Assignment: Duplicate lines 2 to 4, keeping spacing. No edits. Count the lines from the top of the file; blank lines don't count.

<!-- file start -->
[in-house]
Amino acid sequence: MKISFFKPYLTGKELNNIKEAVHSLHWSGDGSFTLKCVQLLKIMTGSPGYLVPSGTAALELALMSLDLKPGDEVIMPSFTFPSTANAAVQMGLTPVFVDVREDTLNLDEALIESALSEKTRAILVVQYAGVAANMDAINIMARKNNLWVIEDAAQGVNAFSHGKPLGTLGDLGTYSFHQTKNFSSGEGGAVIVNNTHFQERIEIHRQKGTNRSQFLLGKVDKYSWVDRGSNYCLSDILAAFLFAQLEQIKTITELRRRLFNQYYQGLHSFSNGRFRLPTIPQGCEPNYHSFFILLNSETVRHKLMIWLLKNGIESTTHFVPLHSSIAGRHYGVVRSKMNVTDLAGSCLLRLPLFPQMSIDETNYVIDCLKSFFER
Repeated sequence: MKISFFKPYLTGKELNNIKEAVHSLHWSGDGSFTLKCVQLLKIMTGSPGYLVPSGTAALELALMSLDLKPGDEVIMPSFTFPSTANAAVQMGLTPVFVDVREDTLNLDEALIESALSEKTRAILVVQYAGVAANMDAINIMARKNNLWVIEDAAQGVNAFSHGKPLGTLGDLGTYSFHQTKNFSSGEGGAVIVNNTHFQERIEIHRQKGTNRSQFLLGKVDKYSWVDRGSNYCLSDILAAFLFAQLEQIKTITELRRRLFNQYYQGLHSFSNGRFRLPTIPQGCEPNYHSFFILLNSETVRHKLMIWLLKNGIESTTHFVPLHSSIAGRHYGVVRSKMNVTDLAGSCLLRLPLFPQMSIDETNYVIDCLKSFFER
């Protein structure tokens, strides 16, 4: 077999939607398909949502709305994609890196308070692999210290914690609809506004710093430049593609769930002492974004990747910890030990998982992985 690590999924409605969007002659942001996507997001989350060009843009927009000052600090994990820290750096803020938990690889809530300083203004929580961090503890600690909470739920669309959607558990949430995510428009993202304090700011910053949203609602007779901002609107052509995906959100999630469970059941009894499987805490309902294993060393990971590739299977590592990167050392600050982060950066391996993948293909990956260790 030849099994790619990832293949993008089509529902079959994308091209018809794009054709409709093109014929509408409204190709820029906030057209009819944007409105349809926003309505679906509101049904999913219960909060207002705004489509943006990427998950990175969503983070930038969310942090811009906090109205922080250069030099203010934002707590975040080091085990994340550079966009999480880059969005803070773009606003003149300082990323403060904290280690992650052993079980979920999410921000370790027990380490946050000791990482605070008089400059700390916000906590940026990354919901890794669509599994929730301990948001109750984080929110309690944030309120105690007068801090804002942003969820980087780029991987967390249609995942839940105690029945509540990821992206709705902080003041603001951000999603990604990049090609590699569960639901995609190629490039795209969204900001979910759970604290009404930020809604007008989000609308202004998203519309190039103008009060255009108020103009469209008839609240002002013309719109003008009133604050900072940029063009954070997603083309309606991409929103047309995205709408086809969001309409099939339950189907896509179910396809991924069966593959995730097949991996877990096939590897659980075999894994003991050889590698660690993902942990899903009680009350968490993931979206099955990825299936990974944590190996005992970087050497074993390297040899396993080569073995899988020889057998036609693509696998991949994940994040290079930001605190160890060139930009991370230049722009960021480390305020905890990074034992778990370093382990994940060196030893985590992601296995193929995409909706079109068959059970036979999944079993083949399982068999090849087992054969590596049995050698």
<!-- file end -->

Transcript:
Amino acid sequence: MKISFFKPYLTGKELNNIKEAVHSLHWSGDGSFTLKCVQLLKIMTGSPGYLVPSGTAALELALMSLDLKPGDEVIMPSFTFPSTANAAVQMGLTPVFVDVREDTLNLDEALIESALSEKTRAILVVQYAGVAANMDAINIMARKNNLWVIEDAAQGVNAFSHGKPLGTLGDLGTYSFHQTKNFSSGEGGAVIVNNTHFQERIEIHRQKGTNRSQFLLGKVDKYSWVDRGSNYCLSDILAAFLFAQLEQIKTITELRRRLFNQYYQGLHSFSNGRFRLPTIPQGCEPNYHSFFILLNSETVRHKLMIWLLKNGIESTTHFVPLHSSIAGRHYGVVRSKMNVTDLAGSCLLRLPLFPQMSIDETNYVIDCLKSFFER
Repeated sequence: MKISFFKPYLTGKELNNIKEAVHSLHWSGDGSFTLKCVQLLKIMTGSPGYLVPSGTAALELALMSLDLKPGDEVIMPSFTFPSTANAAVQMGLTPVFVDVREDTLNLDEALIESALSEKTRAILVVQYAGVAANMDAINIMARKNNLWVIEDAAQGVNAFSHGKPLGTLGDLGTYSFHQTKNFSSGEGGAVIVNNTHFQERIEIHRQKGTNRSQFLLGKVDKYSWVDRGSNYCLSDILAAFLFAQLEQIKTITELRRRLFNQYYQGLHSFSNGRFRLPTIPQGCEPNYHSFFILLNSETVRHKLMIWLLKNGIESTTHFVPLHSSIAGRHYGVVRSKMNVTDLAGSCLLRLPLFPQMSIDETNYVIDCLKSFFER
């Protein structure tokens, strides 16, 4: 077999939607398909949502709305994609890196308070692999210290914690609809506004710093430049593609769930002492974004990747910890030990998982992985 690590999924409605969007002659942001996507997001989350060009843009927009000052600090994990820290750096803020938990690889809530300083203004929580961090503890600690909470739920669309959607558990949430995510428009993202304090700011910053949203609602007779901002609107052509995906959100999630469970059941009894499987805490309902294993060393990971590739299977590592990167050392600050982060950066391996993948293909990956260790 030849099994790619990832293949993008089509529902079959994308091209018809794009054709409709093109014929509408409204190709820029906030057209009819944007409105349809926003309505679906509101049904999913219960909060207002705004489509943006990427998950990175969503983070930038969310942090811009906090109205922080250069030099203010934002707590975040080091085990994340550079966009999480880059969005803070773009606003003149300082990323403060904290280690992650052993079980979920999410921000370790027990380490946050000791990482605070008089400059700390916000906590940026990354919901890794669509599994929730301990948001109750984080929110309690944030309120105690007068801090804002942003969820980087780029991987967390249609995942839940105690029945509540990821992206709705902080003041603001951000999603990604990049090609590699569960639901995609190629490039795209969204900001979910759970604290009404930020809604007008989000609308202004998203519309190039103008009060255009108020103009469209008839609240002002013309719109003008009133604050900072940029063009954070997603083309309606991409929103047309995205709408086809969001309409099939339950189907896509179910396809991924069966593959995730097949991996877990096939590897659980075999894994003991050889590698660690993902942990899903009680009350968490993931979206099955990825299936990974944590190996005992970087050497074993390297040899396993080569073995899988020889057998036609693509696998991949994940994040290079930001605190160890060139930009991370230049722009960021480390305020905890990074034992778990370093382990994940060196030893985590992601296995193929995409909706079109068959059970036979999944079993083949399982068999090849087992054969590596049995050698």